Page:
I have been having ongoing issues with money and debt since my hours at work were reduced during the pandemic. These have been slowly increasing back to normal but overspending during the Christmas period has set me back again. Can you help?

I’m sorry to hear that the pandemic impacted on your hours at work and your financial situation. Many have found themselves in a similar position, with reduction in hours and loss of employment.

Additionally, the festive period can be an expensive time, with January having to be one of the most frugal months of the year for many.

Getting back on track and being honest with ourselves about our financial position is the first and most important step when dealing with debt.

Priority Commitments

It is important to look at priority commitments in the first instance and get these under control. Missed payments on debts such as mortgages, rent, council tax, or utility bills can be problematic, as there are usually more serious consequences associated with not meeting these commitments.

They can cause several potential legal problems, such as eviction from rental properties, repossession of property if you own your own home, disconnection of service, fines, and even imprisonment in some cases. If you are behind on this type of debt, it is important that you deal with this as a priority.

Non-Priority Debts

Non-priority debts include credit and store cards, personal loans, overdrafts, and catalogue debts, and personal debts to friends and family members.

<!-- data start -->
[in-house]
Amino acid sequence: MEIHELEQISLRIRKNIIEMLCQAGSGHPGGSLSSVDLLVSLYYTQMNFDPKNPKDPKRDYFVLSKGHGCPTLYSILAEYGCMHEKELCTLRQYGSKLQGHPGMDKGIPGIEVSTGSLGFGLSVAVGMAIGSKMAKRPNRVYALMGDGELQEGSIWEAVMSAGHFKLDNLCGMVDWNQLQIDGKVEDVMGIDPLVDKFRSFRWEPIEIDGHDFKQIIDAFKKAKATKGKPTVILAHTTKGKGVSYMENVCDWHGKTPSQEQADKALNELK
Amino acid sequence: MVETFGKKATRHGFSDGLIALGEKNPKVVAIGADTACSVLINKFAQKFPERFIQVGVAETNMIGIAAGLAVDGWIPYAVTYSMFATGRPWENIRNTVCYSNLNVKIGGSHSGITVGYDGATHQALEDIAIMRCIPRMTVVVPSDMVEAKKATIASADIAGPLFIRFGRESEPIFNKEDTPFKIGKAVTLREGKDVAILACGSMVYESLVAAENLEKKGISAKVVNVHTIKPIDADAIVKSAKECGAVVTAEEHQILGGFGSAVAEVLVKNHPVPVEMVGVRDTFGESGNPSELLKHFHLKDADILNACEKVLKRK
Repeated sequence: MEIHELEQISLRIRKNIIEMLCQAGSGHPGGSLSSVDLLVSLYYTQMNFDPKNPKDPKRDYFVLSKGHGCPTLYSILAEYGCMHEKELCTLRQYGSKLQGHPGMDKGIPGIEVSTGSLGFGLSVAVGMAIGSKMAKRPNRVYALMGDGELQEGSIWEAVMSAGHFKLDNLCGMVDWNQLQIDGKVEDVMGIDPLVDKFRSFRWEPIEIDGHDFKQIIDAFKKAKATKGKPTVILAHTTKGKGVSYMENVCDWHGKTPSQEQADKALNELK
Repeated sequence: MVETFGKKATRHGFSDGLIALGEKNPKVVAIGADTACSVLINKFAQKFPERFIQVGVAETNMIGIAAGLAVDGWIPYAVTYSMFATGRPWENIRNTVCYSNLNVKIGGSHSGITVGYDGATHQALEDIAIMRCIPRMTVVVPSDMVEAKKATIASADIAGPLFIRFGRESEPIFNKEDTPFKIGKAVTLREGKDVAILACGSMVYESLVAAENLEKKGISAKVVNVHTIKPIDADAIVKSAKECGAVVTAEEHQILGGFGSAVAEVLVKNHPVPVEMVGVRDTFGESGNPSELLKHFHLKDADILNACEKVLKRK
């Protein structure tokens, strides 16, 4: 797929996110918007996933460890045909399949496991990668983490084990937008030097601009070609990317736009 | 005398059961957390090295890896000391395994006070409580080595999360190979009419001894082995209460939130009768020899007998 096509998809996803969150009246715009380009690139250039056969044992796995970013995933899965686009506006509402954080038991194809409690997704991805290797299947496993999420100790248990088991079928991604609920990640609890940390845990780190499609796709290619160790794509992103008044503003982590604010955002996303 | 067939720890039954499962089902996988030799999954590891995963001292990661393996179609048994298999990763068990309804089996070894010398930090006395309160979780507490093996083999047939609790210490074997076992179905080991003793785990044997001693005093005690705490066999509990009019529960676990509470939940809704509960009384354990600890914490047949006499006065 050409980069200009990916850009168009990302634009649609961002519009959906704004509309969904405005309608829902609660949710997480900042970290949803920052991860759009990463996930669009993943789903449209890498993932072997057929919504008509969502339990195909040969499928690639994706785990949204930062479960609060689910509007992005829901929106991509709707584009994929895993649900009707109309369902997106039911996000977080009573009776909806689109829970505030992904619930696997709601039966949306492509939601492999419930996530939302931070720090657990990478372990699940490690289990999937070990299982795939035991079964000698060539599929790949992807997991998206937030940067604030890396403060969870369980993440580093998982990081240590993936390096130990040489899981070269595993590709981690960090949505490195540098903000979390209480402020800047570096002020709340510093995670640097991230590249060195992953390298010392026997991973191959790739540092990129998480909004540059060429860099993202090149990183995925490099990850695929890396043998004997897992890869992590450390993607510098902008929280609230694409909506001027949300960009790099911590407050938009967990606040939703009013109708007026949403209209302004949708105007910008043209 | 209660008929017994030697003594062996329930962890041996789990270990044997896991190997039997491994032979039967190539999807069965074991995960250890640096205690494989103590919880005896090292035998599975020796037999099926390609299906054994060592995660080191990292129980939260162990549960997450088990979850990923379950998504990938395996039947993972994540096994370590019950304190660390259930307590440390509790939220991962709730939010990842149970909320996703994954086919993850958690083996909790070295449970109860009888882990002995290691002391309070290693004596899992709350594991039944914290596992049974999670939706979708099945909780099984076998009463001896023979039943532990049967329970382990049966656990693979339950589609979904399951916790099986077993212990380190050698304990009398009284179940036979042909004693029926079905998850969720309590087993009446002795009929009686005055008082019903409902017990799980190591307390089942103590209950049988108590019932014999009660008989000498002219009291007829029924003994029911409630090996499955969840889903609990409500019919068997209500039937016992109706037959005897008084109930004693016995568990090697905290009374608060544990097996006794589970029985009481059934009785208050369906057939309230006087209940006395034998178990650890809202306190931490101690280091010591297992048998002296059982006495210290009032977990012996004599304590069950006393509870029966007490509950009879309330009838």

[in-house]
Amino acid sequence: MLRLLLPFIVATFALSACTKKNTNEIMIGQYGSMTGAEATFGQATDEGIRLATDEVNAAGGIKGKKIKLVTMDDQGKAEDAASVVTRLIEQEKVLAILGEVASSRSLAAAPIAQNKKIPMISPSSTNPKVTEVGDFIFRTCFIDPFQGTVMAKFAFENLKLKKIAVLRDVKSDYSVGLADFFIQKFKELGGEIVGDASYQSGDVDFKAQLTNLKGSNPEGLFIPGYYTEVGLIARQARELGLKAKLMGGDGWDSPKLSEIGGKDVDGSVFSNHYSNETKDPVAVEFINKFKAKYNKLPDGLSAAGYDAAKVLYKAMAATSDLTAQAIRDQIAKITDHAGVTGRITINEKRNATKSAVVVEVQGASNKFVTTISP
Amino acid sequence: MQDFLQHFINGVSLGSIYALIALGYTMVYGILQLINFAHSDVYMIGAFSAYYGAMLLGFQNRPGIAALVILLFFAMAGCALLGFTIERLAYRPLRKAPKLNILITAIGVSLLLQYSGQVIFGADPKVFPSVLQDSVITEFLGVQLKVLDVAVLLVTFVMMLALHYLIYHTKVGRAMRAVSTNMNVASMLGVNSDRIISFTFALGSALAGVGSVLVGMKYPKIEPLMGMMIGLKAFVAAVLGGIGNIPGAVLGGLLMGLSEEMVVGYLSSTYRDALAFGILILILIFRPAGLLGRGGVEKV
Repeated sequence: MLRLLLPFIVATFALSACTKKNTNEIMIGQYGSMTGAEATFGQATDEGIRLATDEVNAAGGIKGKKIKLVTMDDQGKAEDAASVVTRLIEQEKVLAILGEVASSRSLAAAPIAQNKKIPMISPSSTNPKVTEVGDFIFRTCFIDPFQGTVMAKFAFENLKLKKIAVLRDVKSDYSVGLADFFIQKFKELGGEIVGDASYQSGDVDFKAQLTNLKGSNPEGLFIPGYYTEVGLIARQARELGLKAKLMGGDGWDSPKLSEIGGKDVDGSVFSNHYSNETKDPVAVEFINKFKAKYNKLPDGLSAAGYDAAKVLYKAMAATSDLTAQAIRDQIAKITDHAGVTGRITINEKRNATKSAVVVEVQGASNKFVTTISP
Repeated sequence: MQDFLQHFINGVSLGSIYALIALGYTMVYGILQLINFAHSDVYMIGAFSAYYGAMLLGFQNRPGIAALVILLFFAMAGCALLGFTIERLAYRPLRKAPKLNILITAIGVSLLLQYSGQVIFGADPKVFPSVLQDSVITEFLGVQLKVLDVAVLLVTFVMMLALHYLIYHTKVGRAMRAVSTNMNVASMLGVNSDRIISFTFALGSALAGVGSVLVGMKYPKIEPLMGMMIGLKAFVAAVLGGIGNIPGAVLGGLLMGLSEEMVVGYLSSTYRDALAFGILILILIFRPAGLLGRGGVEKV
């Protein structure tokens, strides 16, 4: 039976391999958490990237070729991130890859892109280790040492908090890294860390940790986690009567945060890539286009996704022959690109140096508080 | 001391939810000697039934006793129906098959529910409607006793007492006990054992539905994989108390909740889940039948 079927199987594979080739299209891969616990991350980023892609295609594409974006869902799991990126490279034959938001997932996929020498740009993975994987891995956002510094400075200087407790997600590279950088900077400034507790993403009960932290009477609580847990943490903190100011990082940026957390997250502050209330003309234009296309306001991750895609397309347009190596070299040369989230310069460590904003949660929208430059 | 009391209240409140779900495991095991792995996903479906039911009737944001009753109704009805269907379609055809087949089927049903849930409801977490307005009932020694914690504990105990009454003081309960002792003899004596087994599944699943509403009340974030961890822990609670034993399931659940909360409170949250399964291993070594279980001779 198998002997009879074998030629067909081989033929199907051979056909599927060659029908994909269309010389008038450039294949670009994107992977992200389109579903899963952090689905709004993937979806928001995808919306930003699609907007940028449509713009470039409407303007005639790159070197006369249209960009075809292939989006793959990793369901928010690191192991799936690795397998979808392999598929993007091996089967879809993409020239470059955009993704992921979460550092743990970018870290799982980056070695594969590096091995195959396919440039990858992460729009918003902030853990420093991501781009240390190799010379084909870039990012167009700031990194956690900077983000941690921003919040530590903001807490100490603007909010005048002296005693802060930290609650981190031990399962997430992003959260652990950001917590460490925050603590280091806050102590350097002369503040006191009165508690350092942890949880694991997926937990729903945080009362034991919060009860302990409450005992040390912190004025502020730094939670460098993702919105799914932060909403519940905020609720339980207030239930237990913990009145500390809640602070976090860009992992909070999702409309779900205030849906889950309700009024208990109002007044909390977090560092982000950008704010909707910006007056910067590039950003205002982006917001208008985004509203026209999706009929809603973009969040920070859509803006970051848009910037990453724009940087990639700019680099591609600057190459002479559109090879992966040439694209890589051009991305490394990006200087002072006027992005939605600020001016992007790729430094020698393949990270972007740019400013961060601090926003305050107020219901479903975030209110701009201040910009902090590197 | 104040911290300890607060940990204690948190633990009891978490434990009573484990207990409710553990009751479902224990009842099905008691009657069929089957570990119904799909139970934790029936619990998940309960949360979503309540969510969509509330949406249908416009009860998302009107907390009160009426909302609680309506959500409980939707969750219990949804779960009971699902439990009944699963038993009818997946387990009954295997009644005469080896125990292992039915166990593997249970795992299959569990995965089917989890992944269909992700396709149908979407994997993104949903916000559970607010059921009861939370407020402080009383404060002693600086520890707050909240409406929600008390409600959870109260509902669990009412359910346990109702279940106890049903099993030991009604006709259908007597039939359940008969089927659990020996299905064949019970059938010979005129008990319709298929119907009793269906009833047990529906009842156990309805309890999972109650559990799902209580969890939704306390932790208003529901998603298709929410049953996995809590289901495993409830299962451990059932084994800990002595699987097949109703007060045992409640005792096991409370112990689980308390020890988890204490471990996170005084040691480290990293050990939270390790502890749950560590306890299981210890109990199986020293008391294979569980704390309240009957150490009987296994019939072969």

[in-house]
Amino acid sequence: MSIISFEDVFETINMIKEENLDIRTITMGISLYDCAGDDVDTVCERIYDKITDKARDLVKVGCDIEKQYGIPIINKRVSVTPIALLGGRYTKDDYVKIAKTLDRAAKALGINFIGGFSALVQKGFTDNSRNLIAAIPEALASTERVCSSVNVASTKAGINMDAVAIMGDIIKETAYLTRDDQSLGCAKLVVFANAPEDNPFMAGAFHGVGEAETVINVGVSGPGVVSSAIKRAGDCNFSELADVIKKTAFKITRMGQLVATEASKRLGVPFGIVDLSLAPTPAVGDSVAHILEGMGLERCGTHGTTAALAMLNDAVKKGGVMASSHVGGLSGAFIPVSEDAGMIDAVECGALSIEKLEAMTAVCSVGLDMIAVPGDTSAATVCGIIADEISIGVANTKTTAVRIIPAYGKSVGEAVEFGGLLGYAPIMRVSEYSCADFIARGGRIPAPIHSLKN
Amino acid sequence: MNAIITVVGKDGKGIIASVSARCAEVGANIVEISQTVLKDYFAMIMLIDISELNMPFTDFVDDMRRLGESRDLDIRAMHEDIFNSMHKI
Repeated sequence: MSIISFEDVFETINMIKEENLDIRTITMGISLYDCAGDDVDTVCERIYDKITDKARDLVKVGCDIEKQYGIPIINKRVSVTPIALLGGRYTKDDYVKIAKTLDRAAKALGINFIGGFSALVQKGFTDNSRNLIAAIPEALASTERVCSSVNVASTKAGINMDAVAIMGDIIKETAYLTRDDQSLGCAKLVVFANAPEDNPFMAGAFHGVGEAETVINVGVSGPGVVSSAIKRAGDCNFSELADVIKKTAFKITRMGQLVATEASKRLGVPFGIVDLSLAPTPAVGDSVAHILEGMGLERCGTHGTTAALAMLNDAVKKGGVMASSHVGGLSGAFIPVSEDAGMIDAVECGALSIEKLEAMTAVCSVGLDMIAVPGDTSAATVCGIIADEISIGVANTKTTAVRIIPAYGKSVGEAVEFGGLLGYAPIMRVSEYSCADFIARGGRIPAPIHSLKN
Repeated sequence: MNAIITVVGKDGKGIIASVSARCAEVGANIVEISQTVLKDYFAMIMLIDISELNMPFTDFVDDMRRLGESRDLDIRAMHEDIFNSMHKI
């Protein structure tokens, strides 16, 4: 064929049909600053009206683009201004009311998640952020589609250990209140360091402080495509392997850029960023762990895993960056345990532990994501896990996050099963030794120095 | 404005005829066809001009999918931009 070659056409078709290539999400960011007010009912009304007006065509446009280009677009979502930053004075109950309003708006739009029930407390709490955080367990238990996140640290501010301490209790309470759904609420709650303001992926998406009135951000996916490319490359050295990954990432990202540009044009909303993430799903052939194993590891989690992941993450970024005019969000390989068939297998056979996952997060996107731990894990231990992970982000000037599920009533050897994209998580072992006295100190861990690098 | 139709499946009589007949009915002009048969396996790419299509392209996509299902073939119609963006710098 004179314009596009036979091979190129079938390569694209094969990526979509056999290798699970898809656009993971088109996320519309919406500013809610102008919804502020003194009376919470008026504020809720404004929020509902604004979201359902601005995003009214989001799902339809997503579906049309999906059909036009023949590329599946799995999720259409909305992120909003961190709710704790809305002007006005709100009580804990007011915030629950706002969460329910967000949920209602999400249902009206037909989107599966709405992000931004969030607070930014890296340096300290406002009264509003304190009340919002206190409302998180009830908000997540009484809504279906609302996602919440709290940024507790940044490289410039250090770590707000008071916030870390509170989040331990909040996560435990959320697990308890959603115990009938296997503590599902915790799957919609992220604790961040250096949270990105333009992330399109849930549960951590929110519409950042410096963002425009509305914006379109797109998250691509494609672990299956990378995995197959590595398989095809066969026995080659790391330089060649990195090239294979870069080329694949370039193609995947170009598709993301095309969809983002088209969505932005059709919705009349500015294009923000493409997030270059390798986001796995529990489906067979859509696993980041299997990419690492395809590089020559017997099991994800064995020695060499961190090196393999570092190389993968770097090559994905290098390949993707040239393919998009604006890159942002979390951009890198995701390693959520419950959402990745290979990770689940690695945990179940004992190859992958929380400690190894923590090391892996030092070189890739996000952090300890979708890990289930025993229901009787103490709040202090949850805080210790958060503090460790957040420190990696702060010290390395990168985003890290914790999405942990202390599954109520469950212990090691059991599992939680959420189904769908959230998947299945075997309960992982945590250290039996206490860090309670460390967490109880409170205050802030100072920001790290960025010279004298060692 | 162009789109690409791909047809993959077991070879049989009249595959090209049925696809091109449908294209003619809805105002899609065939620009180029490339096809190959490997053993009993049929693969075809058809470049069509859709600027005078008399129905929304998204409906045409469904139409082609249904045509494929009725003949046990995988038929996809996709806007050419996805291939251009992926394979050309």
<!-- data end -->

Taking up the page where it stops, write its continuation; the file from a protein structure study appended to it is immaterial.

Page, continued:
Despite their grouped title, it is still important that we deal with these types of debts before they get out of control.

Putting A Plan in Place

By assessing our current situation and putting a plan in place to deal with our finances before they become more problematic, we can help to remove some of the stress associated with debt.

Sometimes, by simply negotiating payments with our creditors over a longer term, or at a reduced rate, we can get back on track.

Additionally, many people in Scotland are not claiming the financial support they are entitled to, including benefits and grants. By checking for additional sources of income that may be available to us, we can help to improve our financial position.

As well as looking at increasing our income, it is also important for us to look at ways we can try to make savings on expenditure. This can include avoiding unnecessary waste of food and energy, budgeting, and planning meals, as well as seeking other discounts that may be available to us, including reductions on council tax and other essential expenditure.

Support from

Every person’s situation is different, and there is no ‘one-size-fits-all’ solution when it comes to our finances, which is why seeking help when we need it is a good idea.

Advice Direct Scotland run, providing free information and support on a wide range of debt-related issues. Our specialist debt advisers can work with you to assess your current situation, look at your incomings and outgoings, and consider what to do next.

This includes informal arrangements with creditors, as well as options of more formal debt solutions that may be appropriate in some circumstances. We are also able to look at additional sources of financial support that may be available to you.

To access support, you can visit, or call 0808 800 9060 (Mon-Fri, 9am-5pm) to run through your options with one of their specialist debt advisers.

I hope this helps and you get your situation resolved!